How can we get stakeholders from a wide range of different disciplines to understand how wayfinding needs to fit into a hospital? How do you do this for both brown- and green-field projects? And, most importantly, how do you do it in a way that people will actually use? This was the challenge given to us by Health Infrastructure NSW.
The previous TS2 (Technical Standards) was a dry summation of a rather dry, technical, signage focused approach to wayfinding: “use Helvetica, black on a white background, 50mm high”. This was a document targeted entirely at manufacturers, which meant that a wide range of critical people were left out. People like hospital operators and administrators of public hospitals, as well as the different design disciplines typically involved in a hospital project; architects, landscape designers, interior architects, builders.
In collaboration with Jacobs, we set out to write a Wayfinding for Healthcare Facilities document these different groups could pick up and use right away, at any stage in a project.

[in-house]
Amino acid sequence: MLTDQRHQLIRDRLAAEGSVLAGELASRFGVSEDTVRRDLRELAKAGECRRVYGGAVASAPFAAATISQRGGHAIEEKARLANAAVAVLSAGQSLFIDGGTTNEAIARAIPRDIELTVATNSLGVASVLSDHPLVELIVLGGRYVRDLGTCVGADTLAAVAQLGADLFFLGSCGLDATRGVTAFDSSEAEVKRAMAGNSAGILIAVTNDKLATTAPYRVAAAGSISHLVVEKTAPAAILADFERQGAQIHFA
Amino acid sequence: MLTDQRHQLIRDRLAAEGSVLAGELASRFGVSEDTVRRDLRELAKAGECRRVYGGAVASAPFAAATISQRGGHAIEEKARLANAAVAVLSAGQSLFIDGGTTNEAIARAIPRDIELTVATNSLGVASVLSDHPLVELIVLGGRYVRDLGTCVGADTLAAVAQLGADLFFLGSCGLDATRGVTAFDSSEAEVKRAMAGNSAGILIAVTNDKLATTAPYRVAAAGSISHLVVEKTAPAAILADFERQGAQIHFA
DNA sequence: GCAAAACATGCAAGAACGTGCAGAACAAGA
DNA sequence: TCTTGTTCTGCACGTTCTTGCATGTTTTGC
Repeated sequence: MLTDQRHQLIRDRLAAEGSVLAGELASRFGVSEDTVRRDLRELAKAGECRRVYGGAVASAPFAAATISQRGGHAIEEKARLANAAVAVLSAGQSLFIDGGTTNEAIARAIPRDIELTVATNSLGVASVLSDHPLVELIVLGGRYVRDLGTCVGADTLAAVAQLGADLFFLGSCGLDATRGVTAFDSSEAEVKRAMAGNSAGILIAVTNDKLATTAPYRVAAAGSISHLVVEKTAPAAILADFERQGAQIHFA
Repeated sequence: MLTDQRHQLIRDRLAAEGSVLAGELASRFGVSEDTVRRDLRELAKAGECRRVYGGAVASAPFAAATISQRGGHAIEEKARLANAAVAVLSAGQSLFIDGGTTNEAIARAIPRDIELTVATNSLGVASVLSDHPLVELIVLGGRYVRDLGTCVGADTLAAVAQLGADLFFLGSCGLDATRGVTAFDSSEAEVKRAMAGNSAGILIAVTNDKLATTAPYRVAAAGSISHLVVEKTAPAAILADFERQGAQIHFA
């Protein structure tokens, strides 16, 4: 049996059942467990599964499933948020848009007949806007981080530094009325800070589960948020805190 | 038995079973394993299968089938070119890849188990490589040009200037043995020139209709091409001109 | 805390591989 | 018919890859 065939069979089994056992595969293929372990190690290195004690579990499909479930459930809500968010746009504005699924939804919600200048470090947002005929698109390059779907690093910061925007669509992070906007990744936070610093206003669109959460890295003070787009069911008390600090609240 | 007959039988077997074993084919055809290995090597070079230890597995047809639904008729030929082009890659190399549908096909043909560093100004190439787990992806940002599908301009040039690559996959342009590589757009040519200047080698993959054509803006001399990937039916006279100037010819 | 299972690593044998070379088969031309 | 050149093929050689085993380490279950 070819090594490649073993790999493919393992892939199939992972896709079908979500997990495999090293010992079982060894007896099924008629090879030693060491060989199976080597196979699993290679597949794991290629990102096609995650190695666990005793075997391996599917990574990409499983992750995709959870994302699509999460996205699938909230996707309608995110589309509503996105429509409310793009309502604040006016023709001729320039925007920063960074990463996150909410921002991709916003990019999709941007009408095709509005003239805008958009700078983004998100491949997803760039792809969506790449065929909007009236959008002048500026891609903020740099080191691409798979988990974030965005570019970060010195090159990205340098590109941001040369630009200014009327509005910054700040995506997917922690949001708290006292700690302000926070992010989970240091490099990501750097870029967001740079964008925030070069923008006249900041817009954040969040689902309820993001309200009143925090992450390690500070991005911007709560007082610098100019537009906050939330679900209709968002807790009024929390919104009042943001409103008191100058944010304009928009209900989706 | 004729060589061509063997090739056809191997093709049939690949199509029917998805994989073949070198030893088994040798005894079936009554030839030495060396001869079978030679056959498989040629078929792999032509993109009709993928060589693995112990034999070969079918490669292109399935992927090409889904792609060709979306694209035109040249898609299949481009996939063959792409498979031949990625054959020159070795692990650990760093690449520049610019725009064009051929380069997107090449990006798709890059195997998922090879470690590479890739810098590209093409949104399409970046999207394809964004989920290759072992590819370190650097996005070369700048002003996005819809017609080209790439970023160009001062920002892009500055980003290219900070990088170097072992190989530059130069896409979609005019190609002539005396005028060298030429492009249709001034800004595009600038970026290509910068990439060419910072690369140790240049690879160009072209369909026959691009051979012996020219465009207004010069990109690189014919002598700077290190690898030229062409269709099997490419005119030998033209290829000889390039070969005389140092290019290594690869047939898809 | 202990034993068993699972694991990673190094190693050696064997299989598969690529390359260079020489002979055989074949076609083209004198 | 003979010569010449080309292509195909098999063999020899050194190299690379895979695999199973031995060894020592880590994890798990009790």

Critical to the success of the document is a shift away from focusing on signage to looking at wayfinding behaviour and how legible environments can support navigation. Starting at the planning phase, the document describes a process for developing usability and legibility, rather than a predefined outcome for it.
This allows designers more flexibility to adjust to the peculiarities of their site and demographics, while its broad approach will mean that designs can be optimised based on the latest research and best practices, rather than being stuck at the date it was written. The document contains a number of checklists for different phases of the project, letting teams work through the complex process of developing a wayfinding strategy, and to understand what is required at each point.
Seeing that the document is already referred to for projects in Queensland, Victoria and Western Australia, it is clear that it fulfilled a need.
We hope that the new document will make the design, development, and implementation of legible environments easier for healthcare facilities throughout NSW and Australia.